Drooping fat plants

Drooping fat plants

Question: Drooping fat plants


Hi everyone, I have many succulent plants, and at every change of seasons (spring and autumn) I always risk losing them all!
The plants are out on the terrace and are in the sun with eastern exposure. I watered them a few times and fertilized only once until now, and a beautiful plant died of rot ...
The other plants do not present rot, but their growth seems blocked, and the plants are collapsed, a crassula cannot even touch it that immediately loses leaves ... What should I do? Watering? Fertilize ?? I really don't know what to do !!
And finally:
I repotted some plants, the ground was never wet. After how long do I have to water from the repotting? And how soon can you conciliate them?
These plants that I repotted are also shabby, will they recover?

Answer: Drooping fat plants


Dear Luca,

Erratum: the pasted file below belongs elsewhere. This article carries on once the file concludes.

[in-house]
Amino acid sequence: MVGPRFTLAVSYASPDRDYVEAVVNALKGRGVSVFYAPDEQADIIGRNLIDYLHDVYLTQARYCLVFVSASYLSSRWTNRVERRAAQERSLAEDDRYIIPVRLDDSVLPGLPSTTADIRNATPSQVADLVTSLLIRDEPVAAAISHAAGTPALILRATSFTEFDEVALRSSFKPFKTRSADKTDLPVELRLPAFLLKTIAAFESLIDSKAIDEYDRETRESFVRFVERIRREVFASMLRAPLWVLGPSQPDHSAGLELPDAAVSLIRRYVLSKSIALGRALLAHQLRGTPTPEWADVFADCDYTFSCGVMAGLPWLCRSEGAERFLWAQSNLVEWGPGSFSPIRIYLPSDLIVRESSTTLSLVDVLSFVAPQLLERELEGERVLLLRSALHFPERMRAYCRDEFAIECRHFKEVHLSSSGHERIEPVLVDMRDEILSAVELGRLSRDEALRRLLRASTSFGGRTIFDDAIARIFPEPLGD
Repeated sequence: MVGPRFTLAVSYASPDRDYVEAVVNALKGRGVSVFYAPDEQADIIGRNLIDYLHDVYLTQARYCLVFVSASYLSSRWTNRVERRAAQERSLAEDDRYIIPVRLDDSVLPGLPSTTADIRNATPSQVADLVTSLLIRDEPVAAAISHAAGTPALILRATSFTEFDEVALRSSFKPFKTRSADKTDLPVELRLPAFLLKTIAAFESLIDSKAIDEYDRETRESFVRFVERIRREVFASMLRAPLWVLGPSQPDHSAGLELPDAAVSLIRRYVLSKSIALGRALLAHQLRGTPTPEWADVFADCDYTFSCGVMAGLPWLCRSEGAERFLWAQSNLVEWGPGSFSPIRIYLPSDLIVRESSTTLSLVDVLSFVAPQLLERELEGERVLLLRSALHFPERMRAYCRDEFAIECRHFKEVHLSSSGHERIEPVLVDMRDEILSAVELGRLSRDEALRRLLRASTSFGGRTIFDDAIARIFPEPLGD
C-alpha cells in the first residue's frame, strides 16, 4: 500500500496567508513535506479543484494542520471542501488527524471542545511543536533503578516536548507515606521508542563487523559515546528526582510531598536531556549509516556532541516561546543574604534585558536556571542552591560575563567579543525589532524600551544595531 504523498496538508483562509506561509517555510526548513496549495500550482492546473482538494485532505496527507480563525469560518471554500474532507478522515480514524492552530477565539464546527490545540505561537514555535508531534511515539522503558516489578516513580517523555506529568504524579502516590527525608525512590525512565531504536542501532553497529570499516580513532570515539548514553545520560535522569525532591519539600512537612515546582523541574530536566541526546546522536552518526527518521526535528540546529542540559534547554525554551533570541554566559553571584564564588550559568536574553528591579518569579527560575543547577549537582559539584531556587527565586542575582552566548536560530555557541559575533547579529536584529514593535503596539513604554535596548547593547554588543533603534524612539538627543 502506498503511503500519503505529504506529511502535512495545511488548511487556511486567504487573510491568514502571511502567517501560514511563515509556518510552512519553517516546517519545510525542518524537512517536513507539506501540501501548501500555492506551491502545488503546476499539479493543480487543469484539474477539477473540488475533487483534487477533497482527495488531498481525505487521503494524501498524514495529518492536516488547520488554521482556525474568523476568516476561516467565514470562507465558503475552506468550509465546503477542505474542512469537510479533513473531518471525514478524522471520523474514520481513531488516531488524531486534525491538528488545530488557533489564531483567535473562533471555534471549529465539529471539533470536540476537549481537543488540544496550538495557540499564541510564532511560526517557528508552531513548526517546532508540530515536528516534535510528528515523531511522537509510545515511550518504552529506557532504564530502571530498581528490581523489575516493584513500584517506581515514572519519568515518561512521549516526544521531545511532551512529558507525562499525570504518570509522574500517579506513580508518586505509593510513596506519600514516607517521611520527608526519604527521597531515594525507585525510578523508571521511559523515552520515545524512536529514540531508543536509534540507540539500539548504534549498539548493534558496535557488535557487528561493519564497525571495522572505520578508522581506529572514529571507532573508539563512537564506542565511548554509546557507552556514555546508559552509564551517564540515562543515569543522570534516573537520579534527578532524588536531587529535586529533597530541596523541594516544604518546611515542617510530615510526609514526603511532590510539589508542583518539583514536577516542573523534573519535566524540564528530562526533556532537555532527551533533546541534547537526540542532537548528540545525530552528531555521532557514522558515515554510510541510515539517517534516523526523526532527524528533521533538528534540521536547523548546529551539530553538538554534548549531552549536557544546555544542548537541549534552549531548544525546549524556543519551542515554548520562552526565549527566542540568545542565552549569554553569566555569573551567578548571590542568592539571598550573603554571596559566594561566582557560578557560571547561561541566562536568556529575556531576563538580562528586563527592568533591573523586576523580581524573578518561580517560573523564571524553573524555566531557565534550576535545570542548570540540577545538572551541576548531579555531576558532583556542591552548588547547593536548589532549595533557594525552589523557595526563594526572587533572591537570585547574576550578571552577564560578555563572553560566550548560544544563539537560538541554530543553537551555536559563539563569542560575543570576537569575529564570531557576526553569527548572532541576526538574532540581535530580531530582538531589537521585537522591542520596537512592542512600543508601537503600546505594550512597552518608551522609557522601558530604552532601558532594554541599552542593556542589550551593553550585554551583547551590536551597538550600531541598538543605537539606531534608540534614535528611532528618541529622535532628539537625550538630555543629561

not knowing where you live (and therefore what are the winter lows in your Region) I give you general indications. Most of the succulents are native to dry places, to Africa (succulent in general), and to South America (all cacti); in places of origin they are accustomed to having dry seasons, those with a cold climate, and seasons with irregular rainfall, those with a warm climate. Therefore, contrary to what happens in Italy, in nature most of the succulent plants receive water in the summer months, and during the months with harsh climate they endure long periods of drought, and the only water they receive is that of morning dew, which settles due to strong temperature changes between day and night. For this reason, some succulent plants can survive even at temperatures many degrees below zero, even up to -10 / -12 ° C, but only if they have a completely dry and dry soil; therefore, if you have plants that can live outdoors in the winter months, you will have to make sure that they do not receive the water of the weather and you will have to stop watering them already in September or October, so that on arrival of cold the ground is already dry, otherwise the development of radical rot awaits you around the corner. In addition to plants (often cacti) that can survive in cold climates, many succulents, originating from other parts of the world, need instead a constantly warm climate, with temperatures above 10 °, and therefore cannot live on the terrace during the winter months . There are many succulent plants, and they are spread all over the globe; their adaptation derives from the fact that they live in places where they cannot receive water for many months, but the climate on the highlands of Mexico is very different, with altitudes even higher than 2000 meters, or in the arid areas of Socotra, or even in the Alps Italian, where the sempervivum do not receive water because it is frozen. We are talking about thousands and thousands of species and varieties of plants, originating from the most disparate places on the globe; for this reason it is not possible to indicate a valid treatment for any succulent; It is instead essential that you be able to recognize the species of each of your plants, so that they can be placed in the most suitable place. In general, the succulent plants that can be outdoors, should be left dry and without fertilizer from September-October until April-May (it then depends on where you live); as soon as the nighttime minimum temperatures are above 12-15 ° C, start again with watering; freshly repotted plants should be left to dry for at least a week after repotting. The fertilizer is supplied once a month, however using a fertilizer for succulents, low in nitrogen and rich in potassium.